[Accountancy Cyprus No. 119, June 2015.]
The (mis)management of state-owned enterprises (SOEs) is widely recognized to be a major and chronic problem in Cyprus. The SOE label covers a large number of very diverse organizations. They are often classified into two groups on the basis of their legal status: the large majority are so-called semi-governmental organizations (SGOs) operating under public law, while a smaller group operates under private law. The distinction is not very helpful, however, as within each group one can find organizations that are very different in nature. The SGO group in particular includes commercial companies, universities, regulatory agencies, the CyBC (RIK), the CSE (XAK), and others.
Governments set up SOEs for several reasons: to provide services that the private sector cannot provide; to manage state assets; or to provide regulation and oversight. Over time these reasons often cease to exist or the circumstances change significantly, giving rise to a need for change or even dissolution. But change is hard, especially in Cyprus. Cyta is a prime example. It was set up in the 1950s as a state monopoly to unify the island’s telecommunications network. Today’s telecommunications landscape is radically different and continues to evolve rapidly, yet Cyta must continue to operate within the archaic and inflexible framework of an SGO.
Although the problematic governance of SOEs has been long and widely recognized, the Cypriot political system has been unable to deliver change. Enter the Memorandum of Understanding (MoU), which forced Cyprus to take a hard look at the way its SOEs operate. SOEs that no longer serve a meaningful purpose are to be closed, while others are to be turned into public companies (operating under corporate law) and possibly privatized. But progress has been slow as there is a lot of resistance to these much belated moves toward modernization.
The government has drafted a new bill aiming to streamline the operations of SOEs and bring them under tighter ministerial control. The move is motivated by the large number of financial scandals, mismanagement and corruption that have plagued SOEs. Although the frustration is understandable, this is not the right response. SOEs are very diverse; it is impractical to have a single framework for all of them. Moreover, SOEs are set up as independent organizations for a reason. If this reason no longer applies to some organizations, they should be folded into the civil service. If not, they should retain their operational flexibility and autonomy and be judged on the basis of their performance. Handing additional powers to ministers will lead to the overt politicization of these supposedly independent organizations. If tighter control is deemed necessary, it should be granted to an independent entity, as recommended by the OECD.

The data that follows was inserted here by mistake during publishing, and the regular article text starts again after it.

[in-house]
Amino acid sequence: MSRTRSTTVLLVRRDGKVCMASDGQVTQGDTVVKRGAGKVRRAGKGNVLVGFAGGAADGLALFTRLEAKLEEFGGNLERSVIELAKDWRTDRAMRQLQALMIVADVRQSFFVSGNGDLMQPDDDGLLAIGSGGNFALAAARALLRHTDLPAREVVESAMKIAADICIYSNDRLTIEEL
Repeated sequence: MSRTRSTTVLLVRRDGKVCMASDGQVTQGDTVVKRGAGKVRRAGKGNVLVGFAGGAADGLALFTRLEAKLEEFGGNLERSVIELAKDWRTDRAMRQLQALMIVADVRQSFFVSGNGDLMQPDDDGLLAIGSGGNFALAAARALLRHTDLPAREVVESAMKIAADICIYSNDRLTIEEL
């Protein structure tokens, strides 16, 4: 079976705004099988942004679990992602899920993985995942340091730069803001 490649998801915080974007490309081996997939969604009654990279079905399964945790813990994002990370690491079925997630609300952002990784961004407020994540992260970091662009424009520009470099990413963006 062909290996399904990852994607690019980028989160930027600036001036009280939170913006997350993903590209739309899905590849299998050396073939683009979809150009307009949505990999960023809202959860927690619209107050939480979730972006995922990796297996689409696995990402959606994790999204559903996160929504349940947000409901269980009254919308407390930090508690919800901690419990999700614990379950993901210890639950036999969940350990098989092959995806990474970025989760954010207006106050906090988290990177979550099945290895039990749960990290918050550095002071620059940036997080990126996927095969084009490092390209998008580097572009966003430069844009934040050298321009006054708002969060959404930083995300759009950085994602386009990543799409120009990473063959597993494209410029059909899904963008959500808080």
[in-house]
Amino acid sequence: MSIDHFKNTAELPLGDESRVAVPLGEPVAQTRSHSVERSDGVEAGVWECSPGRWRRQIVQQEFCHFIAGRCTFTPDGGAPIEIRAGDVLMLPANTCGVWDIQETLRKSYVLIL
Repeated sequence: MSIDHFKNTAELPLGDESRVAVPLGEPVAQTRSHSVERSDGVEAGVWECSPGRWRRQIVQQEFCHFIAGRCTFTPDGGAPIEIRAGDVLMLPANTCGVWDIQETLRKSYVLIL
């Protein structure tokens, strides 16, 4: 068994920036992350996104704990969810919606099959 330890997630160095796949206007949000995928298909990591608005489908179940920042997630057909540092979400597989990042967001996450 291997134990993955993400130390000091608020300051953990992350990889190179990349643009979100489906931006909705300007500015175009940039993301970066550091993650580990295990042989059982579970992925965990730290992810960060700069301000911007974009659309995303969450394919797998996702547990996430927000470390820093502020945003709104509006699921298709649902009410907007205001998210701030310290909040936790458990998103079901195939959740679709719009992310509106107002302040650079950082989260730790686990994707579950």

The draft bill does not address one of the main problems plaguing the management of SOEs: the selection of directors. It stipulates that appointments will be made by the Council of Ministers on the basis of recommendations by the responsible minister. This is just a continuation of the failed policies of the past, where positions on SOE boards were one of the most lucrative spoils of power. Positions on boards were divvied up among political parties, with the governing parties receiving the lion’s share. SOE boards have significant authority over tenders, appointments and promotions, which are an important way of doling out favors.
The appointment of SOE directors needs to be radically overhauled. The process needs to be transparent and meritocratic. For each SOE, an assessment needs to be made for the type of skills needed on the board. In addition to basic managerial and financial skills, some boards may need directors with expertise in engineering, economics, or other specific areas. Once the desired profile of each board is determined, positions should be widely advertised. Expressions of interest should be submitted to an independent body that will evaluate the candidates. A set of suitable candidates will be selected and passed on to the Council of Ministers to make its choice. The private sector can be involved in the selection process as it has the required expertise.
The government has done well to take an initiative to reform SOE governance, but it can do better in terms of many of the details. The time is ripe and the opportunity must not be lost.
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